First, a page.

So here I was introducing myself to a man who couldn’t speak my language and I couldn’t speak his but in the name of international relations I gave it a damn good go.

Hello, I’m Laura, I’m (friend who will remain nameless) friend.’

He looked at me, smiled and said ‘Hiya I’m Mark, would you like a drink?’

Bloody hell my Danish is good.  I understood every word of that!

Very confused I said to him. ‘But I thought you were Danish!’

He looked back at me even more confused, ‘Er no I’m a West Ham fan’.

It was so loud in the club and my friend who shall remain nameless, was so drunk she couldn’t understand what he was saying. She just nodded and smiled because she fancied him.  The last image I have of this East End Dane was him falling over on top of my friend who shall remain nameless, and walking off the dancefloor quicker than I do when a Steps song comes on.

Next came the Croatians. How do I say this politely, the Croatian fans were friendly but mental. I mean needing medication, mental. After the Croatia v Denmark match, which was without doubt the highlight of the Hillsborough matches, the Danes and the Croats came back into the pub. The Danes weren’t drowning their sorrows though. They seemed as determined to enjoy the party as much as the Croats, and bloody hell the Croats know how to party.

The party took a strange turn when the Landlord’s daughter was plucked from behind the bar and passed around the pub by at least forty Croats. Bewildered and a little scared she eventually landed on the shoulder of one particular Croatian and they all cheered and raised their glasses. A friendly, English speaking Croat we’d been talking to turned to us and said ‘That means they’re now engaged’, and he laughed from deep within his belly.

We continued to watch the scene as the barmaid, still over the Croat’s shoulder, was carried around the bar and pints of lager were poured over her backside and over the man’s head. It was utter madness. After a little while she was placed back behind the bar to resume her duties. Relieved it was over we let down our guard. Bad move. Before I knew it I was slung over the shoulder of another Croatian fan. I don’t know where he is now but he’s never fulfilled our engagement.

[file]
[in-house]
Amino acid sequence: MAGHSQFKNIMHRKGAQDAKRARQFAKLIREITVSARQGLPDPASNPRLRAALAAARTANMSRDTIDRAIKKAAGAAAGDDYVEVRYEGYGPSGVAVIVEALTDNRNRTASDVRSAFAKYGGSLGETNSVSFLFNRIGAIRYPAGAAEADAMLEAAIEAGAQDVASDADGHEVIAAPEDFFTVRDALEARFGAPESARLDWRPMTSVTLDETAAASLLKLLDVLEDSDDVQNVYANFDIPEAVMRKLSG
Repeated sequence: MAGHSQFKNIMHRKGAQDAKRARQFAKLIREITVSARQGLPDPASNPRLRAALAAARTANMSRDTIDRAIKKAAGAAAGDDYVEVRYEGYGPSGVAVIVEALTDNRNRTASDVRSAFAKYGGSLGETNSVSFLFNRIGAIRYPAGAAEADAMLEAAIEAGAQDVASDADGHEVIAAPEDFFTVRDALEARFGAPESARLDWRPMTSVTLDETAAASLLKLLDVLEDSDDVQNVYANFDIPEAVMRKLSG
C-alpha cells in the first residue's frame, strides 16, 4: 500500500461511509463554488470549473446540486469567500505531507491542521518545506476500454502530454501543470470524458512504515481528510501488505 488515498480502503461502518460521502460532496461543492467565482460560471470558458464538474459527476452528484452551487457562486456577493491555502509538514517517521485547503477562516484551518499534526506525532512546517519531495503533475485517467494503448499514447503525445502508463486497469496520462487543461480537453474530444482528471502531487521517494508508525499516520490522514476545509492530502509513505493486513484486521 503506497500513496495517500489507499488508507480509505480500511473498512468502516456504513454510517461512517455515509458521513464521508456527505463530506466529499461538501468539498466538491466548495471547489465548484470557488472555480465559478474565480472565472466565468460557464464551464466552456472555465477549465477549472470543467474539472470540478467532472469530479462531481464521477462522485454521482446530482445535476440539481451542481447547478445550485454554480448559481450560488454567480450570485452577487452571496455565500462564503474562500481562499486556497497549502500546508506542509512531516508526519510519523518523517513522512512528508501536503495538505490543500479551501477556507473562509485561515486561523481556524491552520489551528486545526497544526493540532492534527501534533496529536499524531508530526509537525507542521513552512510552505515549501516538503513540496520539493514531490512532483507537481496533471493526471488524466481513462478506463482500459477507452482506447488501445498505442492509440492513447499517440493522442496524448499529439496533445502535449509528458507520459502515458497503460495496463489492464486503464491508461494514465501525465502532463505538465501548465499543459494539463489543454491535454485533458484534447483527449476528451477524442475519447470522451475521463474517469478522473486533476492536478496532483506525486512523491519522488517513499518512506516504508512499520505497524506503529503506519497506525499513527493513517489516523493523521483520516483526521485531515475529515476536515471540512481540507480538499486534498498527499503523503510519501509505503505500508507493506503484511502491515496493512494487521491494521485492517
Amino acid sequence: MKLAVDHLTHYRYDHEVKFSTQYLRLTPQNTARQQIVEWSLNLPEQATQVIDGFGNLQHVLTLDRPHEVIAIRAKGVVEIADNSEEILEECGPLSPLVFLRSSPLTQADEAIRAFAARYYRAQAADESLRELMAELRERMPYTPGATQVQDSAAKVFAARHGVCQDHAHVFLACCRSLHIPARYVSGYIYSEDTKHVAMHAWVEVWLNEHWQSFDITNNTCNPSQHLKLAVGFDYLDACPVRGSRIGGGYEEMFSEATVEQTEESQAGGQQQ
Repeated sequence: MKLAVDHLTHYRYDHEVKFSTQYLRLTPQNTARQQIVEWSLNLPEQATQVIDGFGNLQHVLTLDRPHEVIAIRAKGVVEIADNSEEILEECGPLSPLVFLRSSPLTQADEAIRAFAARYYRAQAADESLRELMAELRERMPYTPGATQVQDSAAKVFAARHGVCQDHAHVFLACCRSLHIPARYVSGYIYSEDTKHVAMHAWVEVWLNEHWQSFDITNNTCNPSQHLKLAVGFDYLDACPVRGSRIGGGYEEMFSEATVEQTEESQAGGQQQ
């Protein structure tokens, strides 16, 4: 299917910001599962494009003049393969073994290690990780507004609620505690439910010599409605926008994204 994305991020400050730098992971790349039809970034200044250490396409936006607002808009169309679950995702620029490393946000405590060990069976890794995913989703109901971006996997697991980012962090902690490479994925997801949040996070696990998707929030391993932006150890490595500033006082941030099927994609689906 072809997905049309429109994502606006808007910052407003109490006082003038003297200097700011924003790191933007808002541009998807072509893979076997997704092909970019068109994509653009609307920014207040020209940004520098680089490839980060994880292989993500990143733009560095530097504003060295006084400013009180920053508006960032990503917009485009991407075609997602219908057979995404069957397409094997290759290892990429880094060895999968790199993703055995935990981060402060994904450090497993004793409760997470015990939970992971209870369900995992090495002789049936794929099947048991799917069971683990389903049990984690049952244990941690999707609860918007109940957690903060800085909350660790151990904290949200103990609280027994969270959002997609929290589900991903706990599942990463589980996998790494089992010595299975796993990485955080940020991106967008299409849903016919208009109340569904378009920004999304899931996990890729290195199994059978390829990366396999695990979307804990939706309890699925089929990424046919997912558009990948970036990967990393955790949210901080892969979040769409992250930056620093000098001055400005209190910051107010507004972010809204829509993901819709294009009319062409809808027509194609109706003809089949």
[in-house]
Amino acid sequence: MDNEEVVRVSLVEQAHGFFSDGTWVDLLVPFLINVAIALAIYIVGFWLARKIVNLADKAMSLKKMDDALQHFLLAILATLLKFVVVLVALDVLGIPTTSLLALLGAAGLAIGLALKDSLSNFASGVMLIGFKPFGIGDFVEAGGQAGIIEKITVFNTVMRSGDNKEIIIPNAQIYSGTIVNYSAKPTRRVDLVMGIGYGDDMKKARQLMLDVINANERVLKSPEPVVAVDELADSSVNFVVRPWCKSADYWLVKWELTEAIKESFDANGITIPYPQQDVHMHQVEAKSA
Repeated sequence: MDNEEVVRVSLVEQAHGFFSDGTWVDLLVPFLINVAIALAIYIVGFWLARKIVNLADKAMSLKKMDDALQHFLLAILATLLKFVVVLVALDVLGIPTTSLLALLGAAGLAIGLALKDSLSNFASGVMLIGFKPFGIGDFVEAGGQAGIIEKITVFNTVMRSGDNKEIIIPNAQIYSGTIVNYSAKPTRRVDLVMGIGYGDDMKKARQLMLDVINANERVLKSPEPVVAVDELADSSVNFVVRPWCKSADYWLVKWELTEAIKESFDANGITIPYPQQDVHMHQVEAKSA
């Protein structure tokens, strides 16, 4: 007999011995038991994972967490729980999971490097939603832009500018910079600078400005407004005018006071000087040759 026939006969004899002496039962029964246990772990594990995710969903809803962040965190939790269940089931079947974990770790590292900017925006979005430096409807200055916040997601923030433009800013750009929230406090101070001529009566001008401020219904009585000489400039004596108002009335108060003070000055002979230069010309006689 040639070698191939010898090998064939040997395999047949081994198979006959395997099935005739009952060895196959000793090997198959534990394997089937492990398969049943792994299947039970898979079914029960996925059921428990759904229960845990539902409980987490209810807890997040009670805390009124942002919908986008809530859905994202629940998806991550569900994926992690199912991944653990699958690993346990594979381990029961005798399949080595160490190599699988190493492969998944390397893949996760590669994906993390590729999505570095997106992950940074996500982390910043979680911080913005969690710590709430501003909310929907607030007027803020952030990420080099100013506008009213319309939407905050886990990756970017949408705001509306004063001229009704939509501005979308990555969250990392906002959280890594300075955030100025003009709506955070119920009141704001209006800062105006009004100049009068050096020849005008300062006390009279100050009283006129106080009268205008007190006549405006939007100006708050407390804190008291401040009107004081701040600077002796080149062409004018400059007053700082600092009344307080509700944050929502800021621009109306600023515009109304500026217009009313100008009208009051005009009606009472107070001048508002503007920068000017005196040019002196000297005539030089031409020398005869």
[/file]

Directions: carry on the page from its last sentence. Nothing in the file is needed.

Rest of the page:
By the Denmark v Turkey match, we had made some Danish friends who we met up with throughout the tournament. One lived in Croydon and had a strange hybrid Danish/South London accent. We never saw the Portuguese as they were based in Nottingham but I did briefly meet some Turkish fans.

I was in Sheffield city centre doing some shopping when a group of Turkish fans approached me with a phrasebook. After some difficulty they pointed to the English translation of ‘Pharmacy’. Bizarrely we were standing at the bottom of Fargate right next to Boots. I pointed to Boots and tried to usher them in (imagine me gesturing like Les off Vic and Bob’s Big Night Out).

They shook their heads as if I had completely misinterpreted their meaning. For the next ten minutes they pointed to the same word and I repeated my best Les gesture towards Boots. In the end I practically dragged one of them to the back of the shop and pointed at the Pharmacy counter. He nodded at me as if we had finally understood one another. I left him looking bemused at the corn plasters.

Euro 96 will always mean the world to me, not just for Gazza’s goal against Scotland, or the drubbing we gave Holland. It won’t even be just for the Germany semi-final where I watched it in the pub, stood on a bar stool, looking over a stained glass partition, because that was the only space left in the bar. It will be because of the amazing fans.